Forum Archive : Variations

Tavli (Portes, Plakoto, and Fevga)

From:   Jens Larsen
Date:   25 July 1997
Subject:   Tavli rules - Backgammon the Greek way
Google:   5rac4d$as5$

Tavli rules - Backgammon the Greek way

After spending some time on the net trying to find the rules of Tavli
before a holiday trip to Crete, Greece, I gave up and posted a REQ: in
news. Lots of people wrote telling me how they too had tried to find the
rules fruitlessly. No reply, but life sure has some strange ways. I was
playing BG in front of our house the other day when my neighbour came by
and asked if he could join. He's from Greece.

This is an *attempt* to describe the rules of Tavli. I have just learned
them from my greek neighbour, so be advised to verify them before betting
your house and car.

// Jens Larsen, Sweden, (GamesGridID: JensLarsen), <>

Version: 1.0    Version for spellchecking and verification of rules only.
         1.1    Minor corrections. Added some special rules.

Thanks to:
Tassos Karamouzis, (the neighbour), <>
Alexandros A. Chatzipetros, (FIBS login: alexandros),

'Tavli' is the Greek word for the three games, as well as for 'board'.

In Greece the backgammon board is used to play three different games. The
games are played one after another up to usually 7 points.

The three games are:

1. 'Portes'    (regular BG with some minor difference).
2. 'Plakoto'   (a variation where when a piece is 'hit', it cannot be moved
                unless the piece that hit it moves away).
3. 'Fevga'     (a variation where the purpose is to block as many free
                spaces as possible - even one piece can block a space).

The players use only one pair of dice and your move is considered done when
you moved your second piece. This takes some time to get used to. A
stricter and more correct rule is that once you moved a piece it has to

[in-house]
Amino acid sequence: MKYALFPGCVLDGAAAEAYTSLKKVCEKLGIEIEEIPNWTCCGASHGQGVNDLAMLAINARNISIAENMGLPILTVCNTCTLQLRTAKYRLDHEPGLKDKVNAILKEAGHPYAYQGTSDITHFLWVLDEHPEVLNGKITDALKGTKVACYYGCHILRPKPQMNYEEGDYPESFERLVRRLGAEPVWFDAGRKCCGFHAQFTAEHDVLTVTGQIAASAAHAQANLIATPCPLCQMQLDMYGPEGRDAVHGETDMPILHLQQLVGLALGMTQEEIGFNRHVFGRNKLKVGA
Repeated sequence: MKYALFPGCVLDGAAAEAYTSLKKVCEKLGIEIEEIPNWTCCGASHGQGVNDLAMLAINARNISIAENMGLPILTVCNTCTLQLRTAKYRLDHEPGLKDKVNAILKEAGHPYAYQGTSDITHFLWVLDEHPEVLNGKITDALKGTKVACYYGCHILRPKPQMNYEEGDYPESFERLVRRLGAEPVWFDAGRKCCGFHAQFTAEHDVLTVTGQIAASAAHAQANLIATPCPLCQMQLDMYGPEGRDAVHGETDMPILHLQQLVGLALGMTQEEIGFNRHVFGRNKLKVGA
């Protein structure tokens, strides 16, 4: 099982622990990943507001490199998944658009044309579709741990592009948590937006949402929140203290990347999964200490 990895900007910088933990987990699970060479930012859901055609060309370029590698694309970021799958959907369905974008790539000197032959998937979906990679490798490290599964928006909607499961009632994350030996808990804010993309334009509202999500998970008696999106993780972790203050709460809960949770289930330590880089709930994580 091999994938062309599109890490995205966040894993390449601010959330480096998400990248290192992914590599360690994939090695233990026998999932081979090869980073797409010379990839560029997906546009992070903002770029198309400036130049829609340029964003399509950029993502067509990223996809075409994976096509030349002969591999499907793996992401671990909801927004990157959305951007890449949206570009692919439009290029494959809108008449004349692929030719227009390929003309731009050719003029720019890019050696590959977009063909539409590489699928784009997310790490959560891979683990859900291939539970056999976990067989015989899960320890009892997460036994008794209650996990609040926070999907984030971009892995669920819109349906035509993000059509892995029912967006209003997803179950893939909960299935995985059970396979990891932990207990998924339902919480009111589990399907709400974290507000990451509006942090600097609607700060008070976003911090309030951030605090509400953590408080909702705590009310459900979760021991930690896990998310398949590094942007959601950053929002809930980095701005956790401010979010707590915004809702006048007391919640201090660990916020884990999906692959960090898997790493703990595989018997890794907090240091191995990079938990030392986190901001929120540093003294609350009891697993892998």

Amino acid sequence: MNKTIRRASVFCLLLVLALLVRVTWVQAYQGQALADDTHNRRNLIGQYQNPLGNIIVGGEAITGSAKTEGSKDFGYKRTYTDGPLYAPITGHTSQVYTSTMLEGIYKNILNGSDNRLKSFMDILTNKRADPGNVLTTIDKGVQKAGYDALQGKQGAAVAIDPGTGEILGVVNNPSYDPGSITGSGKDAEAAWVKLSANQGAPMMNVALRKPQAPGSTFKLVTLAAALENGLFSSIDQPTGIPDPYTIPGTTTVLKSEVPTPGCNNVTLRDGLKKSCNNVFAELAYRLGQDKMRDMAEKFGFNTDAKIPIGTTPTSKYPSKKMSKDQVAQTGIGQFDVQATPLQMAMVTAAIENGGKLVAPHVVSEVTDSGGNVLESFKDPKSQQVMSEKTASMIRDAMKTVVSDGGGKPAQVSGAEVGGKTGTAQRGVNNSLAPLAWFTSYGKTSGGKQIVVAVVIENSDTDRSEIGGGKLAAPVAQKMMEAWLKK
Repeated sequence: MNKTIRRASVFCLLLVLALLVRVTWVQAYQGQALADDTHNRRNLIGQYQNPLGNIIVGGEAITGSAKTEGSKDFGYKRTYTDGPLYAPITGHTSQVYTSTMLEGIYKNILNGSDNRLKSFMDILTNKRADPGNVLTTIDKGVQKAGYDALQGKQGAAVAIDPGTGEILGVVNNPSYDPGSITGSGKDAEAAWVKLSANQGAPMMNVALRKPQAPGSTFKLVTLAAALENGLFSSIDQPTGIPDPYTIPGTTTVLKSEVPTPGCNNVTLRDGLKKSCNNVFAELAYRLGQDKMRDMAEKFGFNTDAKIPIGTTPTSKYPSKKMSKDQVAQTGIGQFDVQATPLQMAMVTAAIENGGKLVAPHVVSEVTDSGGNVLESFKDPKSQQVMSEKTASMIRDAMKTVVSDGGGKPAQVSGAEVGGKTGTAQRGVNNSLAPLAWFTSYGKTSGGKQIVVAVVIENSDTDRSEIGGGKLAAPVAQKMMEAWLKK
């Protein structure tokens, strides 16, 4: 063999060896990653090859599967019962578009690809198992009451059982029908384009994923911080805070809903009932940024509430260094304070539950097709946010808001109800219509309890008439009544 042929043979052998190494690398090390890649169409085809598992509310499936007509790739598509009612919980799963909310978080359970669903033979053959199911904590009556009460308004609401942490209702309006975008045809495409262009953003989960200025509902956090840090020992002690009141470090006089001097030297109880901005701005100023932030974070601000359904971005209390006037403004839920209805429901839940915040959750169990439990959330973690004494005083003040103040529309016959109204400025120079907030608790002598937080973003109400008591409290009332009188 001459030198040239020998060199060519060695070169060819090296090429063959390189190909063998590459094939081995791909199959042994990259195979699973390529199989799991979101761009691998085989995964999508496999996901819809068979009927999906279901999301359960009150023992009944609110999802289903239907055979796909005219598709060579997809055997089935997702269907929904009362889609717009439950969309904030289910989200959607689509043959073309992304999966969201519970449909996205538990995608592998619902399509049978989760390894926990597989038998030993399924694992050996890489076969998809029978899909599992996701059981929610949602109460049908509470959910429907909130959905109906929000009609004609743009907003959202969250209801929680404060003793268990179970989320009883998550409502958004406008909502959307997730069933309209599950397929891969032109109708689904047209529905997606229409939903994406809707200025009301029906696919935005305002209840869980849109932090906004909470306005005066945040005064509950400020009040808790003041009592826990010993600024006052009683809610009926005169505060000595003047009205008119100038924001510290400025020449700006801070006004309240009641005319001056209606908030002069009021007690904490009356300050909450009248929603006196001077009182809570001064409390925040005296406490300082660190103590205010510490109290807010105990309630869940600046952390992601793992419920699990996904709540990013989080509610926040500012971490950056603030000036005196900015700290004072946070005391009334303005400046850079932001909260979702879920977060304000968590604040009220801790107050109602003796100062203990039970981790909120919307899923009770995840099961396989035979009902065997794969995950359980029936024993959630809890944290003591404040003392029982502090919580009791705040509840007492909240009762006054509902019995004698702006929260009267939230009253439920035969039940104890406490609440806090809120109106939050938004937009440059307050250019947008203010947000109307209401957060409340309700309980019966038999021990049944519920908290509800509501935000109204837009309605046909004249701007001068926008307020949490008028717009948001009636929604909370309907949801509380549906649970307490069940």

stay moved, unless it's an unlegal movement. Messing with the pieces will
most certantly annoy your greek opponent.

There is no cube, so basically one plays 1p games. Gammon *and* Backgammon
both pays 2p.

In all of the games normal dice and movement rules applies. To determine
who is to start both player roll one dice each. The player who rolled the
highest number picks up the dice and rolls again starting the game. i.e the
player does not use the initially rolled numbers. This is only done the
very first game, later on the winner of the previous game starts the next.

The dice are correctly rolled if they stay within the board. It doesn't
matter if a dice jump over the bar or land on a piece just as long as it
lands 'flat' and there is no question about what number it shows.

In my humble opinion the other two games are not as interesting as regular
backgammon because one can't hit (and thereby send the man back). This
makes it very hard for the non-favorite player to save and turn a losing
game. However, the games contain a lot of strategy and are fun complements
to regular backgammon. And most importantly: If you are going to Greece,
bring a board.

  | Opponents home   |   | Opp. outer board |
  |                  |   |                  |
  |                  |   |                  |
  |                  |   |                  |
  |                  |   |                  |
  |                  |   |                  |
  |                  |   |                  |
  |                  |   |                  |
  |                  |   |                  |
  |                  |   |                  |
  | Your home board  |   | Your outer board |

(please use fixed font to view the board if it looks strange)

I'll use this figure and board definitions to identify pips and places
on the board. These references are static so you will (hopefully) find it
easier to visualise things while reading the rules.